The last few posts I’ve written here have all come from excellent reader suggestions on this post. Today’s is no different.
Joe Malleck writes:
One topic that I’m interested in is what a designer’s future role in the marketplace is. With the uprising of theme marketplaces and the awareness that you can essentially purchase design as a commodity, where do we as designers fit into this new landscape? How can we leverage our skills and insight to make fortunes, without selling out the profession?
What an excellent question!
Joe brings up a great point. Allow me to simplify it just a tad: How can freelance designers compete with design marketplace sites? (Or, if I can put words in Joe’s mouth, if not compete, then what?)
There are both sides to the argument: some designers love marketplaces and others hate them.
First we’ll talk about both sides and then explore what you can do now and in the future to either compete with or use marketplaces to your advantage.
Why some freelancers hate design marketplace sites
It’s totally understandable.
Some freelance designers hate design marketplaces.
When clients can purchase design as a commodity instead of a customized service, they lose out on clients–at a minimum, they have to lower their prices to compete with marketplace sites.
And I agree in some instances.
It can be frustrating to find a new client who, after receiving a reasonable bid from you, comes back with a response like, “I can get a logo for $25 at logosfor25dollars.com! Why in the world would I pay you that much!?”
To designers who hate marketplaces for this reason, keep reading! (Scroll to “How to compete with marketplaces”)
Why I (and other designers) love design marketplace sites
Then there’s the completely opposite side of the coin: designers (I admit I’m one of them) who love design marketplaces.
Why do I like them?
How could I stoop so low as to support something that many designers hate?
It’s simple: it makes me money.
If you’ve been following my blog for long, you know that I believe strongly that the first responsibility you have as a freelancer is to be profitable.
(Now, don’t get me wrong–being profitable is only worth it if you’re honest, stand true to what you believe in, and don’t try to cheat or steal.)
But being profitable is the key purpose of your design business, right?
If you’re not making money, design is not a business.
It’s a hobby.
I use design marketplaces to make money from my designs.
It’s as simple as that. I work hard on a design project (a wordpress theme, let’s say) then I submit it to a marketplace and reap the benefits of a passive income stream that allows me to charge my clients less, work fewer hours, and spend more time with my family.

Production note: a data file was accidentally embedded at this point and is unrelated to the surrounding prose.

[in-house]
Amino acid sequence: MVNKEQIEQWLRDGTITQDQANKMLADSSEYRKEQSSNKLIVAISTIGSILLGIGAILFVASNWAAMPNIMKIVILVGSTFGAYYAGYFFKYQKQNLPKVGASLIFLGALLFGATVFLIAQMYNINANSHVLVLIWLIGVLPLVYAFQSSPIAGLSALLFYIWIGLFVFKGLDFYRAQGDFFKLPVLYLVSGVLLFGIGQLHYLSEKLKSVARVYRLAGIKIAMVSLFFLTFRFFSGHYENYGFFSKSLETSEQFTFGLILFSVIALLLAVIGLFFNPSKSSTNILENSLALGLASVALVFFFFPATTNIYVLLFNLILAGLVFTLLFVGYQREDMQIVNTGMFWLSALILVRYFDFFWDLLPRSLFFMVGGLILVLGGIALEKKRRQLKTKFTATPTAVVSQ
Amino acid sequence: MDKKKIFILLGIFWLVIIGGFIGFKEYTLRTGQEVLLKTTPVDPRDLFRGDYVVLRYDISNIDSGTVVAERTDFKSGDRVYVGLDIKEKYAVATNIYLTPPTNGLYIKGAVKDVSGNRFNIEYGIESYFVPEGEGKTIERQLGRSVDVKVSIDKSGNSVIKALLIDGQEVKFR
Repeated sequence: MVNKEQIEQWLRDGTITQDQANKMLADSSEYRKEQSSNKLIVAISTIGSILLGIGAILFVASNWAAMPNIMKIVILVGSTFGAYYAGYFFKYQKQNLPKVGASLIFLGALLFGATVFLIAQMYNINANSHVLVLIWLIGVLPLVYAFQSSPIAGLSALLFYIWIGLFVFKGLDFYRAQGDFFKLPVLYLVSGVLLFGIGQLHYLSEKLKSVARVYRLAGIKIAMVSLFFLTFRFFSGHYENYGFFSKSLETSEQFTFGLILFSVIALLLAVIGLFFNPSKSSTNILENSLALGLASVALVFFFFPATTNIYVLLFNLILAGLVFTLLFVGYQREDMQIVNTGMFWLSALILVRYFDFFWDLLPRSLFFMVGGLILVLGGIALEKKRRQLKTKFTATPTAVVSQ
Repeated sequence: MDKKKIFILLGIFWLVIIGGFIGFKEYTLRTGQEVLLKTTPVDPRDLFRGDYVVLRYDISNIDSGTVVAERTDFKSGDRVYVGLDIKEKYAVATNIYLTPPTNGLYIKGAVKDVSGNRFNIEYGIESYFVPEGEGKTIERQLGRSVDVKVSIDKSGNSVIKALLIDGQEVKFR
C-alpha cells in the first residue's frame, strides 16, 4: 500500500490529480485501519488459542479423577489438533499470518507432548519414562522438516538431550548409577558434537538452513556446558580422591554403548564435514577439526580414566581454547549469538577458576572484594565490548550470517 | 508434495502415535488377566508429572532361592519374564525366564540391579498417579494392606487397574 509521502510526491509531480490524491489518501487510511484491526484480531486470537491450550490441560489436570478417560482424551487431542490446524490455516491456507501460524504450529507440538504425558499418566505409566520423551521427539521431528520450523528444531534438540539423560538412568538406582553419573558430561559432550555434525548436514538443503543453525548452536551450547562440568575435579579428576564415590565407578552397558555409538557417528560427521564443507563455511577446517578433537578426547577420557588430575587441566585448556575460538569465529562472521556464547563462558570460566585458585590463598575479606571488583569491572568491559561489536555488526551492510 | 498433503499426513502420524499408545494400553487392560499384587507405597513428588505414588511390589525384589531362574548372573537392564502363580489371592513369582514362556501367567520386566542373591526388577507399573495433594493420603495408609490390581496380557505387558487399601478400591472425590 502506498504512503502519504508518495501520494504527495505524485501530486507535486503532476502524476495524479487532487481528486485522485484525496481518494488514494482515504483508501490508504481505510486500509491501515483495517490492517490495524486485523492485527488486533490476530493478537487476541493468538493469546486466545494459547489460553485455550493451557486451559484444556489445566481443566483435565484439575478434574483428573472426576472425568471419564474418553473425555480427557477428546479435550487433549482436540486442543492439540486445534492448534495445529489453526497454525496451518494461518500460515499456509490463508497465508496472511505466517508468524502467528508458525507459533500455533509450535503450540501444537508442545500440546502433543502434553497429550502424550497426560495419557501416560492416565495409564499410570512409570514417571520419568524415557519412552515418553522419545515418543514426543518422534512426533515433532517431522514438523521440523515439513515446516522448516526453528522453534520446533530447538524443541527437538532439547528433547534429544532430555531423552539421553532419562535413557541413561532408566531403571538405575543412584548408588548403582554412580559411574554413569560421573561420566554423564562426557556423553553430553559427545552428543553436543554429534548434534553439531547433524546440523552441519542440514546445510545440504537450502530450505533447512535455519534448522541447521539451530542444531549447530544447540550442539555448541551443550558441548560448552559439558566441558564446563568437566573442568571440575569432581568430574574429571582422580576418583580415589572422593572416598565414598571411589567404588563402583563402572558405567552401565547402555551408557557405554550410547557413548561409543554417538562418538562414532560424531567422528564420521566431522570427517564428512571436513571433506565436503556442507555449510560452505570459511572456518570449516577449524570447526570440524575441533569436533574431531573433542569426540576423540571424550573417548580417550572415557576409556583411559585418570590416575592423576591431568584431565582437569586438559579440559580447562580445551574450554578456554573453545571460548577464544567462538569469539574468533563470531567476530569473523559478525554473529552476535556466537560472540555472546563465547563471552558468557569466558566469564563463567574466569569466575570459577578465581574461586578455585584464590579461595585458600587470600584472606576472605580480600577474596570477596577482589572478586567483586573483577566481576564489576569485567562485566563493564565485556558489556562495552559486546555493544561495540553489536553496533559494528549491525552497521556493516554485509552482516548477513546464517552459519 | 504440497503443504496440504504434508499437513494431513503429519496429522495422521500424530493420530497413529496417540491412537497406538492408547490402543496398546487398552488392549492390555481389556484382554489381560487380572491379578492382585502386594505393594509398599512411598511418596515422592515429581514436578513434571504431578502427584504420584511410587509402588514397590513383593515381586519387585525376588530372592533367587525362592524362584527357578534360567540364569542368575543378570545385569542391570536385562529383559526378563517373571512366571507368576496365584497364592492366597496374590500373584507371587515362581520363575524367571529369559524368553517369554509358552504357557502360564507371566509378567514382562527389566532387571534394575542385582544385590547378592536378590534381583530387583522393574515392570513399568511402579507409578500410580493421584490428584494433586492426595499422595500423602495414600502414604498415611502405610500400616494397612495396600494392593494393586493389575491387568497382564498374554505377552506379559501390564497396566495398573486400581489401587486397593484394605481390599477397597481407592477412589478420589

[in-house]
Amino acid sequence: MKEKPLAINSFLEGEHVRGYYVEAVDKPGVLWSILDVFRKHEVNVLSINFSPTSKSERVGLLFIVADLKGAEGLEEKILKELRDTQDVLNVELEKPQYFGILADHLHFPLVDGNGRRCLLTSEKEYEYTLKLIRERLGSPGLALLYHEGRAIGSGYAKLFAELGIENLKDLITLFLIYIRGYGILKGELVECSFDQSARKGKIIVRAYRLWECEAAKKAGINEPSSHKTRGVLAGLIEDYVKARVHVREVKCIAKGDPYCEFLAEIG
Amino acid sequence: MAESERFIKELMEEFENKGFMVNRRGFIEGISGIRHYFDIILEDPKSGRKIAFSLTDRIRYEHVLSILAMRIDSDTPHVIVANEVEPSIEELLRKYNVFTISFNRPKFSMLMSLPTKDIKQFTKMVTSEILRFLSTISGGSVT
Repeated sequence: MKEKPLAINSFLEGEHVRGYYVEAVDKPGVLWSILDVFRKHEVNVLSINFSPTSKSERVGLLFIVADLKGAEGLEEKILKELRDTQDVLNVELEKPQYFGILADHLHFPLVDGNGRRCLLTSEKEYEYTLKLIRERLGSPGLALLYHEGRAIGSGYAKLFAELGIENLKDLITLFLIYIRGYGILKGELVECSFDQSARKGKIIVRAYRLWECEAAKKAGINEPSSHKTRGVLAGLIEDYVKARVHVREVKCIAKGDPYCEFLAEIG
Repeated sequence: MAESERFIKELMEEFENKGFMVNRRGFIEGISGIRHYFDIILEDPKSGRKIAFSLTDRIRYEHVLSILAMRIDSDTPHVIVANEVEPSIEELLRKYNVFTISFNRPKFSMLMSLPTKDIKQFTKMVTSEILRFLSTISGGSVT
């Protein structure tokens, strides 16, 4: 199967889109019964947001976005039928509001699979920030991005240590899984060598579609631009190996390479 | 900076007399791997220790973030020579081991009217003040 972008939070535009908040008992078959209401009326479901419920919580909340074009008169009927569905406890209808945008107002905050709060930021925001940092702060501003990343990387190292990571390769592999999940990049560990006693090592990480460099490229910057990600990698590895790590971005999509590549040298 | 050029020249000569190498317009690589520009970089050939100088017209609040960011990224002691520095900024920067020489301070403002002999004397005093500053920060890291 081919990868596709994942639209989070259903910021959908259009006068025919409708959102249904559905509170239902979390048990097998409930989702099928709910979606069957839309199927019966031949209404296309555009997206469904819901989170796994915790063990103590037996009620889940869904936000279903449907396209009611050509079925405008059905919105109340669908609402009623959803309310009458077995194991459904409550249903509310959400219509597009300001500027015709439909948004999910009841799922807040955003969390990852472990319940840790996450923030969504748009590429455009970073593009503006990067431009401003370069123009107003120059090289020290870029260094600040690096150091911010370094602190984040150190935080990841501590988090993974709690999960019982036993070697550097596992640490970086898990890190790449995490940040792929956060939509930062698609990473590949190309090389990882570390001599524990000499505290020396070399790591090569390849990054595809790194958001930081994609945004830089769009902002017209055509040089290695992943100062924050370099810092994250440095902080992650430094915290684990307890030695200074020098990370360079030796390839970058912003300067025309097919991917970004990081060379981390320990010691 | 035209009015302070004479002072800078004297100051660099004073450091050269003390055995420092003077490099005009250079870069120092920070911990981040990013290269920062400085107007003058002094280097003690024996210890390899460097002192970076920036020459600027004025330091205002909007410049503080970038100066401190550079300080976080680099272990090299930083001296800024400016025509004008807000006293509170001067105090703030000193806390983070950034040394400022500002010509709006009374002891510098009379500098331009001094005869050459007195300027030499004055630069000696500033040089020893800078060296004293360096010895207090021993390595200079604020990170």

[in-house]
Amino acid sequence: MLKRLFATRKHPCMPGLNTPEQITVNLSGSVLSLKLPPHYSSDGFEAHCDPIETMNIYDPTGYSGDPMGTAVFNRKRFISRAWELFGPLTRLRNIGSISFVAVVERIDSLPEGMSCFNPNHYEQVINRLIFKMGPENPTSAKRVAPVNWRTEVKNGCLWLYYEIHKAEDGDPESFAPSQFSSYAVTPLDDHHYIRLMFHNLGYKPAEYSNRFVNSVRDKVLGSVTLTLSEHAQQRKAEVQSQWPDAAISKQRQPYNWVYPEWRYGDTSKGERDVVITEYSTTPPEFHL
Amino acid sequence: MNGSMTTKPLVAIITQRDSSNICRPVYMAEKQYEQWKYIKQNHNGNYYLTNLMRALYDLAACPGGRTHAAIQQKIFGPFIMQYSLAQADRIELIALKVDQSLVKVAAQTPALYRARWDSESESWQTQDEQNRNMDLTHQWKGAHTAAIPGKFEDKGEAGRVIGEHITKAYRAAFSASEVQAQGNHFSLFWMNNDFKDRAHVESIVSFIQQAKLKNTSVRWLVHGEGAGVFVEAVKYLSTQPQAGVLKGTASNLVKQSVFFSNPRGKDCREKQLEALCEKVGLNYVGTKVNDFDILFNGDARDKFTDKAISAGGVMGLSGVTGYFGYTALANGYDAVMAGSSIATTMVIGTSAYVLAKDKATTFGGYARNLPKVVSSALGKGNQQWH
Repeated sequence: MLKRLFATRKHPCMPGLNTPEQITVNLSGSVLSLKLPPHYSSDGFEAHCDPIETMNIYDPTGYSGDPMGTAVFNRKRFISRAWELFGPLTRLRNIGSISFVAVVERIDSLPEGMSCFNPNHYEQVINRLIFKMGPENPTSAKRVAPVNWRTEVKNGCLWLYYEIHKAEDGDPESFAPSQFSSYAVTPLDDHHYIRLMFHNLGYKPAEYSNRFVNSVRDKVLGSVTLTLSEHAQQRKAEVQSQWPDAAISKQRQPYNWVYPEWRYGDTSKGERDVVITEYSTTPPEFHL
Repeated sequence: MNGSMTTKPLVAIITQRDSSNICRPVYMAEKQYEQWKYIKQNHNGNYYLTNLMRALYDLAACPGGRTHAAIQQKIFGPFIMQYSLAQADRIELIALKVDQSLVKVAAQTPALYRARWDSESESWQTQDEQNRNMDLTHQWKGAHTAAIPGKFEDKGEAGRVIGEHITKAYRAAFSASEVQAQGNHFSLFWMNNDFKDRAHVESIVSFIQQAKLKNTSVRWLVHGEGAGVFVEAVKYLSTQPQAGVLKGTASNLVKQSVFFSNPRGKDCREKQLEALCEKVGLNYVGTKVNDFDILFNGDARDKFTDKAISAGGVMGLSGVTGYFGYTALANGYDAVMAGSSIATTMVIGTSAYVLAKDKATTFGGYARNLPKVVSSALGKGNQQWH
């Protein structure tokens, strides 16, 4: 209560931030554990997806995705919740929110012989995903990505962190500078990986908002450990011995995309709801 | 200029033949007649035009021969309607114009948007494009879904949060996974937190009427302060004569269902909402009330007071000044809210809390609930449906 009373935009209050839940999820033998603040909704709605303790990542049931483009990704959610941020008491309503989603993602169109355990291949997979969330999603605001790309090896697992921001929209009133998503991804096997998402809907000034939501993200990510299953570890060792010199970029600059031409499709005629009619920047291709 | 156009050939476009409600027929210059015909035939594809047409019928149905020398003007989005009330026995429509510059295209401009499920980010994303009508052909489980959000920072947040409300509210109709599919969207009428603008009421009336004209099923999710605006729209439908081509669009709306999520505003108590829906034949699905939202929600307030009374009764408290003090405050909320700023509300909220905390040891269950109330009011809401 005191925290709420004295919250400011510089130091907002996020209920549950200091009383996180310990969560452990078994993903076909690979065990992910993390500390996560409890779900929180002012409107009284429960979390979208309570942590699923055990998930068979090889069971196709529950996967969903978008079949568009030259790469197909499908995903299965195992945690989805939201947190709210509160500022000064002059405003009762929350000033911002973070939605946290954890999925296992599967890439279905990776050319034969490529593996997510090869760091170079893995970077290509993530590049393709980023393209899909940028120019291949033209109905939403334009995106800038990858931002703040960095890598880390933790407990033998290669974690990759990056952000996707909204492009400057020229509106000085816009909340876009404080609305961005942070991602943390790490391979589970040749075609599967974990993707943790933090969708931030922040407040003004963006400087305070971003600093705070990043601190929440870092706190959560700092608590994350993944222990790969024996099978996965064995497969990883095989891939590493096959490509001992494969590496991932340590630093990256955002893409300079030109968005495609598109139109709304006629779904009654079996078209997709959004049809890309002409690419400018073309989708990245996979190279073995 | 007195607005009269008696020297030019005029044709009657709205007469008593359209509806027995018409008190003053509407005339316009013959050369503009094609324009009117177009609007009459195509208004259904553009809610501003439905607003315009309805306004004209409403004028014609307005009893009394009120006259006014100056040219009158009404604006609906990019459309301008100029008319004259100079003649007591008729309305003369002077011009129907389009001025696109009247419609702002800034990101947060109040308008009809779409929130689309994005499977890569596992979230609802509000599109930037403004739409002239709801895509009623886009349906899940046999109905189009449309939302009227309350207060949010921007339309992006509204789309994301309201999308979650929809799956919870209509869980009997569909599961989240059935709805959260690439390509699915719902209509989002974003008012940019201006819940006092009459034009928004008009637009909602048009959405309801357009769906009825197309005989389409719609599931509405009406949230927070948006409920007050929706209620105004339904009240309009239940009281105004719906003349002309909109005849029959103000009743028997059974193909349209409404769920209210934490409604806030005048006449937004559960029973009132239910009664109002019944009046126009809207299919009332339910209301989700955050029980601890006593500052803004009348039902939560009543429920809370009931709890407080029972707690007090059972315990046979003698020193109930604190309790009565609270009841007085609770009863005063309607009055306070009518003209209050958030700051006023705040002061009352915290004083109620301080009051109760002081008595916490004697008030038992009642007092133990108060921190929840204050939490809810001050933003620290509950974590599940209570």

If you’d like to learn more about taking advantage of marketplaces as a way to grow your business, keep reading! (Scroll to “How to make money from design marketplaces”)
How to compete with design marketplaces
If you’re the kind of designer who just can’t stand to create general, multi-purpose designs, here are a few tips for competing with design marketplaces:
- Compare your services with marketplace items. Take a few hours and evaluate the quality of the design marketplaces provide. If they are superior to yours, take note and make improvements. If they are inferior, take notes and recite them to clients who are debating between you and a marketplace purchase.
- Help clients understand the advantage of custom design. When pitching to your client, take the time to help them understand why they should pay the extra money for a hand-crafted site instead of a template–or a custom logo instead of stock.
- Adjust your prices. If necessary, be a little more competitive with your prices. Now, I’m absolutely NOT saying you should sell logos for $25 or whatever, but if you consistently have trouble getting new clients because of pricing, take a step back and see where you can adjust.
- Use marketplaces to your advantage. Here’s an idea: you know how asking a client to fill out a design brief, reading over it, and then running through multiple rounds of logos can take forever? Why not use a marketplace to your advantage and ask your client to find 20 logos he likes and send them to you. Then you have a great starting point for your design. (note: this is probably only a good idea if they bring up the marketplace idea. Wouldn’t want to introduce them to it and lose the job.)
How to make money from design marketplaces
If you’re interested in making some passive income from design marketplaces, here are a few tips I’ve used:
- Take time to find out what people are looking for. If your clients are always asking for social media icons, or a certain kind of rotating slideshow, design it and/or code it.
- Look into all sorts of different marketplaces. I’ve looked all around and finally decided that I like Mojo-Themes.com the best for selling my own designs, purchasing designs, and becoming an affiliate.
- Be patient. You’re not going to make as much money upfront from your marketplace sales as you would from one client job, but if you can be patient, over time you’ll make as much or more.
Joe, did I answer your question?
I thought Joe’s question was an amazing one. I hope I answered it a little and I may explore this topic further another day.
Do you have anything you’d like to add? Leave a comment on this post!